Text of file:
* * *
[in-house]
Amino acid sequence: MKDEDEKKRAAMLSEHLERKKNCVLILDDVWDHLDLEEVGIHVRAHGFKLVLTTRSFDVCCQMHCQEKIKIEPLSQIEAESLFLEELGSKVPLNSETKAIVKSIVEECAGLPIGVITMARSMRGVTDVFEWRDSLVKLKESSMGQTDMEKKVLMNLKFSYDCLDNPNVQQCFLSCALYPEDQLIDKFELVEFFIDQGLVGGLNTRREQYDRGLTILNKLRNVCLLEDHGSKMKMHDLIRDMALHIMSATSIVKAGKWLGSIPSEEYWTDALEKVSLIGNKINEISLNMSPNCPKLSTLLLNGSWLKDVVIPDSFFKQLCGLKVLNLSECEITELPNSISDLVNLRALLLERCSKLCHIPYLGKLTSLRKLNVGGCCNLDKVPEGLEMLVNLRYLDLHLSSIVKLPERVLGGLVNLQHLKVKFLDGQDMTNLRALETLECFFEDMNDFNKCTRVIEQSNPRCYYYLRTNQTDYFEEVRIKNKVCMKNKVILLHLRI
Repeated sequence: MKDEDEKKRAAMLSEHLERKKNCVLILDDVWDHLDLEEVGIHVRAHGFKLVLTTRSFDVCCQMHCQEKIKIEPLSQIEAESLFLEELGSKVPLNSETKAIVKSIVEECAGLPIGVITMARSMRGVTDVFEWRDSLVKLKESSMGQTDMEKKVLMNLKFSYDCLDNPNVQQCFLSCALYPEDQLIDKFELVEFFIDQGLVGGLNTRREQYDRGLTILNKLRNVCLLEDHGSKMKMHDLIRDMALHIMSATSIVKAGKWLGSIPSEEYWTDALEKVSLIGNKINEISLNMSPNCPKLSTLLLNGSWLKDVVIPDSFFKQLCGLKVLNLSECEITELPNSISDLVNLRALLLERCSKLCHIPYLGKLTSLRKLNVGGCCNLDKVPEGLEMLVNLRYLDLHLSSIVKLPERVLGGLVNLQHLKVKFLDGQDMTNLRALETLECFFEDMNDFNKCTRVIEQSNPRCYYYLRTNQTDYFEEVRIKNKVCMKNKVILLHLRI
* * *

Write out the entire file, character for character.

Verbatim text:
[in-house]
Amino acid sequence: MKDEDEKKRAAMLSEHLERKKNCVLILDDVWDHLDLEEVGIHVRAHGFKLVLTTRSFDVCCQMHCQEKIKIEPLSQIEAESLFLEELGSKVPLNSETKAIVKSIVEECAGLPIGVITMARSMRGVTDVFEWRDSLVKLKESSMGQTDMEKKVLMNLKFSYDCLDNPNVQQCFLSCALYPEDQLIDKFELVEFFIDQGLVGGLNTRREQYDRGLTILNKLRNVCLLEDHGSKMKMHDLIRDMALHIMSATSIVKAGKWLGSIPSEEYWTDALEKVSLIGNKINEISLNMSPNCPKLSTLLLNGSWLKDVVIPDSFFKQLCGLKVLNLSECEITELPNSISDLVNLRALLLERCSKLCHIPYLGKLTSLRKLNVGGCCNLDKVPEGLEMLVNLRYLDLHLSSIVKLPERVLGGLVNLQHLKVKFLDGQDMTNLRALETLECFFEDMNDFNKCTRVIEQSNPRCYYYLRTNQTDYFEEVRIKNKVCMKNKVILLHLRI
Repeated sequence: MKDEDEKKRAAMLSEHLERKKNCVLILDDVWDHLDLEEVGIHVRAHGFKLVLTTRSFDVCCQMHCQEKIKIEPLSQIEAESLFLEELGSKVPLNSETKAIVKSIVEECAGLPIGVITMARSMRGVTDVFEWRDSLVKLKESSMGQTDMEKKVLMNLKFSYDCLDNPNVQQCFLSCALYPEDQLIDKFELVEFFIDQGLVGGLNTRREQYDRGLTILNKLRNVCLLEDHGSKMKMHDLIRDMALHIMSATSIVKAGKWLGSIPSEEYWTDALEKVSLIGNKINEISLNMSPNCPKLSTLLLNGSWLKDVVIPDSFFKQLCGLKVLNLSECEITELPNSISDLVNLRALLLERCSKLCHIPYLGKLTSLRKLNVGGCCNLDKVPEGLEMLVNLRYLDLHLSSIVKLPERVLGGLVNLQHLKVKFLDGQDMTNLRALETLECFFEDMNDFNKCTRVIEQSNPRCYYYLRTNQTDYFEEVRIKNKVCMKNKVILLHLRI